The galipoli campaign

Following the failure of the initial attack plan, an eight month ground war ensued across the Gallipoli peninsula, characterised by a disastrous underestimation by the British, of Ottoman resistance to the invasion of their homeland.

The galipoli campaign

Following the failure of the initial attack plan, an eight month ground war ensued across the Gallipoli peninsula, characterised by a disastrous underestimation by the British, of Ottoman resistance to the invasion of their homeland.

The events of April 25th formed a bitter beginning to a broader campaign which eventuated in retreat and failure for the Mediterranean Expeditionary Force. Constantinople had been the capital of great empires The galipoli campaign history: Roman, Byzantine, Latin, and now Ottoman.

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After the founding of the modern Republic of Turkey inConstantinople was renamed Istanbul. In order to arrive at Constantinople the The galipoli campaign required heavy bombardment of coastal forts along the Dardanelles, a narrow strait connecting the Aegean to the inland Sea of Marmara.

Disabling the forts would allow the main attack force to advance on Constantinople, situated on the far northeast edge of the Marmara.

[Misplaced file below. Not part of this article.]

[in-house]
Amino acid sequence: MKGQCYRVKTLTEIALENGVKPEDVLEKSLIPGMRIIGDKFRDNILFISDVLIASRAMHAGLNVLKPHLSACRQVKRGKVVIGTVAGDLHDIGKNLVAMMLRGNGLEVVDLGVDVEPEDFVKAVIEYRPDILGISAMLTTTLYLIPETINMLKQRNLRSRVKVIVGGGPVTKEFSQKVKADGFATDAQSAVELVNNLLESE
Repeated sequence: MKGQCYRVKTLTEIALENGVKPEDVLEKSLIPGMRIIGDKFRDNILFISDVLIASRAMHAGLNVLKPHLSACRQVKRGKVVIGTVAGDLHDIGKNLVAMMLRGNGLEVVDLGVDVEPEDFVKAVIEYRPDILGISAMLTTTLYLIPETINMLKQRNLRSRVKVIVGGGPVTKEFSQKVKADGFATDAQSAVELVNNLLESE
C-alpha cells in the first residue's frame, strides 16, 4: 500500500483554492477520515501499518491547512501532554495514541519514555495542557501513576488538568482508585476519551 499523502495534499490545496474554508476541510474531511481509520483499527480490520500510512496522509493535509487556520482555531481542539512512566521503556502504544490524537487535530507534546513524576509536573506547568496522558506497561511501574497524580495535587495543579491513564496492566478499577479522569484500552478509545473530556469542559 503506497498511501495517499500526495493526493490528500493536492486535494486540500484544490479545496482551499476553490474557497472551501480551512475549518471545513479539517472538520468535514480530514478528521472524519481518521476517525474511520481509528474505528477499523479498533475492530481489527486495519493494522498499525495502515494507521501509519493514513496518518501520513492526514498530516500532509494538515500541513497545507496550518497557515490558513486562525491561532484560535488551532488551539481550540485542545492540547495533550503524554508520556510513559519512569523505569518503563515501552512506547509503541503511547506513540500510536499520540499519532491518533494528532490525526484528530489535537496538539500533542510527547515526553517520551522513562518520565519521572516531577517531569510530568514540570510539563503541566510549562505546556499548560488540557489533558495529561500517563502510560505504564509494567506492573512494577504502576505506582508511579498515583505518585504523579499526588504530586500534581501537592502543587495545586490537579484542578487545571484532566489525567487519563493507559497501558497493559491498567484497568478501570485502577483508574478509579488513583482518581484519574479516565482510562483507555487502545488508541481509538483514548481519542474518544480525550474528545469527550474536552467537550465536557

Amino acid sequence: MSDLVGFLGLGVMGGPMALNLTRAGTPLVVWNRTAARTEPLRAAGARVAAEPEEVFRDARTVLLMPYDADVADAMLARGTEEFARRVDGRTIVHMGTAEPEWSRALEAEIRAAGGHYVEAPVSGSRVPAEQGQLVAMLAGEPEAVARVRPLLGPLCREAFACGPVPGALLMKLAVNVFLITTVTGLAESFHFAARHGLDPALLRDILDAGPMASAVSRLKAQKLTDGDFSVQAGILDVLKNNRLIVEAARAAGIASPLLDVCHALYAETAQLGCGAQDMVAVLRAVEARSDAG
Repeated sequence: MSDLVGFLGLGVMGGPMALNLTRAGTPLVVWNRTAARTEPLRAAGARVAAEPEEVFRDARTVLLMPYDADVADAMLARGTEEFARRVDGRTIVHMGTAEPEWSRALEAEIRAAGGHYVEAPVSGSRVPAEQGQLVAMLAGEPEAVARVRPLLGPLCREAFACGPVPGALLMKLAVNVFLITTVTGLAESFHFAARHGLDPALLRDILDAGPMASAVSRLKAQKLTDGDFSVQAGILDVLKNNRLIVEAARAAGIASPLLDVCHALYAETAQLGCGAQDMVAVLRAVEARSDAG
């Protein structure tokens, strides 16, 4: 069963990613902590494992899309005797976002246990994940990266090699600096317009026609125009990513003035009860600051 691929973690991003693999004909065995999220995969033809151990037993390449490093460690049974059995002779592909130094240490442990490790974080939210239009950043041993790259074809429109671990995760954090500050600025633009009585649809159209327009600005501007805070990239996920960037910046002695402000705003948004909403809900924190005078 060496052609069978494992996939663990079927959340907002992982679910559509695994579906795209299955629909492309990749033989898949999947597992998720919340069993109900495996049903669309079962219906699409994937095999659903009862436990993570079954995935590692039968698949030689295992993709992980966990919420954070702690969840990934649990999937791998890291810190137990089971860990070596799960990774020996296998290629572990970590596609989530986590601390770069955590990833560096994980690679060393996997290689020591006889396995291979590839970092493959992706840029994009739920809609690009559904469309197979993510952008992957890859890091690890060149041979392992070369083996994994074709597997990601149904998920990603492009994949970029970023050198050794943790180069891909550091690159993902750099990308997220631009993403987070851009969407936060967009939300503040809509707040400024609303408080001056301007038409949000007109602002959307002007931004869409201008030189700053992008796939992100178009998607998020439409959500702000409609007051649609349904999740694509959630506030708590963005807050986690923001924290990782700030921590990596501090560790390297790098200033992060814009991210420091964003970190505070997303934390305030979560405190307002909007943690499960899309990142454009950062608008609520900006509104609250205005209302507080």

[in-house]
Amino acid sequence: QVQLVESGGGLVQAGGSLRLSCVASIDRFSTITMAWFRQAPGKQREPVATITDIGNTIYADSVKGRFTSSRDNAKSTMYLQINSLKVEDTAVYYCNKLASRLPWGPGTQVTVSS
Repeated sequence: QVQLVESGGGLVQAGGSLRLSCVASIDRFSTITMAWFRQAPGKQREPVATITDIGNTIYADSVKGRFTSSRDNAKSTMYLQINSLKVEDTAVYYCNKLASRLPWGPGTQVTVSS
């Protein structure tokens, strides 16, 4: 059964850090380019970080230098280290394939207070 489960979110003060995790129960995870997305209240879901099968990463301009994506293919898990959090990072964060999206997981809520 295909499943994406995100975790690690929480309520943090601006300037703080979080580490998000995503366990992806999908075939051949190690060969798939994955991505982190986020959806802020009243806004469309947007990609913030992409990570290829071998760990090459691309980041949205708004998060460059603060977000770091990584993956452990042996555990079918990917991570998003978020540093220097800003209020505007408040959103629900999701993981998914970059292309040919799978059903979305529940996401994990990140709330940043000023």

On 19th February, an Anglo-French fleet attacked the Ottoman forts at the mouth of the Dardanelles with little effect. However, British Naval Command remained convinced that the Ottomans had been weakened and the main attack was launched a month later on the 18th March under Admiral John de Robeck.

The attack strategy required a fleet of ageing battleships, cruisers and destroyers to break open the strait at its narrowest point. But as the ships advanced in formation they encountered mines that remained in place after previous attempts to clear them had failed.

Three ships were sunk, three put out of action and the remaining fleet was hastily withdrawn. This defeat persuaded British Field Marshall Horatio Herbert Kitchener to redirect ground forces away from the Western Front to support a combined military and naval operation to capture the Ottoman forts along the Dardanelles' western shores.

The change in strategy was noted by Ottoman Command and gave them time to prepare basic defences against a revised attack front. Gallipoli Landings 25 April General Sir Ian Hamilton's invasion plan of 25 April was to land his infantry at strategic points along the Aegean coast of the Gallipoli peninsula.

These units would then cross to the western side and take the Ottoman forts at Kilitbahir, thereby disabling their heavy guns and allowing the navy to pass unhindered through the narrows of the Dardanelles.